5. Bowman, George Ernest. The Mayflower Reader A Selection of Articales from The Mayflower Descendent. Baltimore: Genealogical Publishing. Print.
    6. Fairbairn,. Fairbain's book of Crests of the Families of Great Britain and Ireland, 4th Edition 2 volumes in one. Baltimore: Heraldic Book Company, 1968. Print.
    7. Skordas, Guest. Ed. The Early Settlers of Maryland an Index to Names or Immigrants Complied from Records of Land Patents 1633-1680 in the Hall of Records Annapolis, Maryland. Baltimore: Genealogical Publishing, 1968. Print.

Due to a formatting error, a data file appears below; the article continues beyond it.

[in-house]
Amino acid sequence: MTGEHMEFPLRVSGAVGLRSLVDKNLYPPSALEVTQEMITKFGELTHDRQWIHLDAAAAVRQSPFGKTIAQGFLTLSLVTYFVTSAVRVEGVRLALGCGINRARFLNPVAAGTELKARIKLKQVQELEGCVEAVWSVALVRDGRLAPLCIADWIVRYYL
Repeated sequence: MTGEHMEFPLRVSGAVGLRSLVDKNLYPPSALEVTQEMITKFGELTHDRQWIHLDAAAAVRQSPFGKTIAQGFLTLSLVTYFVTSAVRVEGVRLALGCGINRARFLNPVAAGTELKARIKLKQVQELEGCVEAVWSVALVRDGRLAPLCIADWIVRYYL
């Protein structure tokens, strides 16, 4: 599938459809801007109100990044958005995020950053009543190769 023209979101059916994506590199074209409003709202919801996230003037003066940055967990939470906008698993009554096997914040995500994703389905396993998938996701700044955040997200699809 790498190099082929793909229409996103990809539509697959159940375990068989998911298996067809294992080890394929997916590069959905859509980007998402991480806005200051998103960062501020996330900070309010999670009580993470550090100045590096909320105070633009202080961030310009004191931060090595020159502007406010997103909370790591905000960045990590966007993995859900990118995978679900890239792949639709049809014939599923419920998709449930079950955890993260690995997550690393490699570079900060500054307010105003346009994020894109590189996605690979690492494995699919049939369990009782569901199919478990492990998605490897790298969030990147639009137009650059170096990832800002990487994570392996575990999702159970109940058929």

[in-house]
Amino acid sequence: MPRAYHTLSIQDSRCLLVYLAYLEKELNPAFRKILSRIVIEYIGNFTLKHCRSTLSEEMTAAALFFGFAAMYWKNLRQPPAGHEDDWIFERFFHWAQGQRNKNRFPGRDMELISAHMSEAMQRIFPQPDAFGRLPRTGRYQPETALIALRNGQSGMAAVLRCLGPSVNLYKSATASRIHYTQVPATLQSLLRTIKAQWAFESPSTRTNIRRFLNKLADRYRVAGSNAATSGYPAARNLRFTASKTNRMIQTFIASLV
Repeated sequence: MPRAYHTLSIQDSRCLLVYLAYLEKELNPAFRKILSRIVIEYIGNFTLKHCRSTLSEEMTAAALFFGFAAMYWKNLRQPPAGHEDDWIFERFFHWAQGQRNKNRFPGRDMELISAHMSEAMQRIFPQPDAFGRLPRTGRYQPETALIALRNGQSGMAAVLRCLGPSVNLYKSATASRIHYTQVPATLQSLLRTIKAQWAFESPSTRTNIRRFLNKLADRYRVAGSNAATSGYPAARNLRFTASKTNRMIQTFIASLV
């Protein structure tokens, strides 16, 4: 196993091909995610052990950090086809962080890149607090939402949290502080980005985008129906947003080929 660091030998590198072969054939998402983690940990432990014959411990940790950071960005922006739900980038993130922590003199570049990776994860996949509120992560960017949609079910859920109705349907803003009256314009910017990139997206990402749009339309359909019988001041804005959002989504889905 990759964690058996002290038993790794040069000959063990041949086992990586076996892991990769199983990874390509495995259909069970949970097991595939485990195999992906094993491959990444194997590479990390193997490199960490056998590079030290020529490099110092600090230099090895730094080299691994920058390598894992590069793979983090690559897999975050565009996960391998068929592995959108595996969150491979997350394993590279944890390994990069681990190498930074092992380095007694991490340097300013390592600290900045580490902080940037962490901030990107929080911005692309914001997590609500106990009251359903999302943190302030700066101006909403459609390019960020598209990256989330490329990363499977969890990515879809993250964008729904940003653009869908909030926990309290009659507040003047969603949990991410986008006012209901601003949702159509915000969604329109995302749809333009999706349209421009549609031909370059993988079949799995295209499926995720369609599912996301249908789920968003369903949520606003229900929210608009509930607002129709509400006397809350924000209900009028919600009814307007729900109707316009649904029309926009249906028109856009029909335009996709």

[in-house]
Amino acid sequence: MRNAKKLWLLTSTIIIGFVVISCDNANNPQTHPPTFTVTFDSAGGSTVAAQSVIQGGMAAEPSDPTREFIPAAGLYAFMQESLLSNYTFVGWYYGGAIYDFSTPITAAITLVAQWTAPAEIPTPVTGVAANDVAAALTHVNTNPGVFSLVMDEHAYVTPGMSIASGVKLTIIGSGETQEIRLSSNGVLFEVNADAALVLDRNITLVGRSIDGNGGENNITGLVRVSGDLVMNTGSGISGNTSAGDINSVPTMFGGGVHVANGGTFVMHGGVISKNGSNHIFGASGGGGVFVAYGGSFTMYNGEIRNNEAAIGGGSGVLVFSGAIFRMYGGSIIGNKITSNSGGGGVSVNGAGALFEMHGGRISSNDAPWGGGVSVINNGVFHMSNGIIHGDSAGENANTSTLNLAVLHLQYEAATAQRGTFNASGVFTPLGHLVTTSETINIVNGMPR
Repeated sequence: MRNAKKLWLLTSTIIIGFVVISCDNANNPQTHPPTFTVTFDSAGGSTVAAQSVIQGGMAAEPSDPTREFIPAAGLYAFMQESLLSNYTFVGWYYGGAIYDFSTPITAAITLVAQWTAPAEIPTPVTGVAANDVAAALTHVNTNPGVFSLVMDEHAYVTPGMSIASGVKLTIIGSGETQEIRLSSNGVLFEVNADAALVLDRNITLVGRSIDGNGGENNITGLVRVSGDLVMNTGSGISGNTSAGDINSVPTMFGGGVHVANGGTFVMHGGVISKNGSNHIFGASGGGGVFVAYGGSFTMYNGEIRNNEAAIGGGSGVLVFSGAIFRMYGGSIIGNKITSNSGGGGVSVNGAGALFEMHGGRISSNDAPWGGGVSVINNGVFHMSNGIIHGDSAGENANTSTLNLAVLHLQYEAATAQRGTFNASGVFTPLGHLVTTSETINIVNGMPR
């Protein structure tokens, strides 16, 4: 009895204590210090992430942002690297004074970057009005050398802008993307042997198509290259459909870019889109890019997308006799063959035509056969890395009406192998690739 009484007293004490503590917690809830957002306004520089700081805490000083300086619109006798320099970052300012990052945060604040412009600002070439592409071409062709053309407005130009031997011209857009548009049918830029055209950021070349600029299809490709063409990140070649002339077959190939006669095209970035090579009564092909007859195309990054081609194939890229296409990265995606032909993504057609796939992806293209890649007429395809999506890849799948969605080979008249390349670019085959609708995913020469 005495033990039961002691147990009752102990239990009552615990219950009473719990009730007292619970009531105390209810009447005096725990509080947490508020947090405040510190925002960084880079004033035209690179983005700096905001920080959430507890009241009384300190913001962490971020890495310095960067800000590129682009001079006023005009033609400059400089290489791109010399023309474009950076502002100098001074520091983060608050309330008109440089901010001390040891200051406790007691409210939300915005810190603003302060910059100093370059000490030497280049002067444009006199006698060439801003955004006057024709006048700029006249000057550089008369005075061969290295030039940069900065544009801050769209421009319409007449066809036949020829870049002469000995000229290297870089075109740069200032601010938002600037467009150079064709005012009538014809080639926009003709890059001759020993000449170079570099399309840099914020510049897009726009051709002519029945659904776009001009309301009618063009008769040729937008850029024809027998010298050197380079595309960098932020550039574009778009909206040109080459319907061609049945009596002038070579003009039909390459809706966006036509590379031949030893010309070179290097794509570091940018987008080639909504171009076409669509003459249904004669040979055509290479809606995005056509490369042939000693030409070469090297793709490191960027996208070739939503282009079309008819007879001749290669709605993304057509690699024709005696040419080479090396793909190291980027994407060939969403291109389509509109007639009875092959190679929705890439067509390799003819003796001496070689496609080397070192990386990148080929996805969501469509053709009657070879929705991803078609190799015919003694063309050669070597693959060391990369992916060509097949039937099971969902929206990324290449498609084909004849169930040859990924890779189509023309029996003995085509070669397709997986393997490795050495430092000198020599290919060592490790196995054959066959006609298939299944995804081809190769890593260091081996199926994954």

8. Paul, Sir James Balfour. An Ordinary of Arms Contained in the Public Register of All Arms and Bearings in Scotland Second Edition. Baltimore: Genealogical Publishing, 1903. Print.
    9. Leeson, Francis L. Dictionary of British Peerages. Baltimore: Genealogical Publishing, 1986. Print. (ISBN 0-8063-1121-5).
    10. Dorward, David. Scottish Surnames. Glasgow: Harper Collins, 1995. Print.
    11. ...

    The MacGowing Family Crest was acquired from the Houseofnames.com archives. The MacGowing Family Crest was drawn according to heraldic standards based on published blazons. We generally include the oldest published family crest once associated with each surname.

    This page was last modified on 6 November 2012 at 14:26.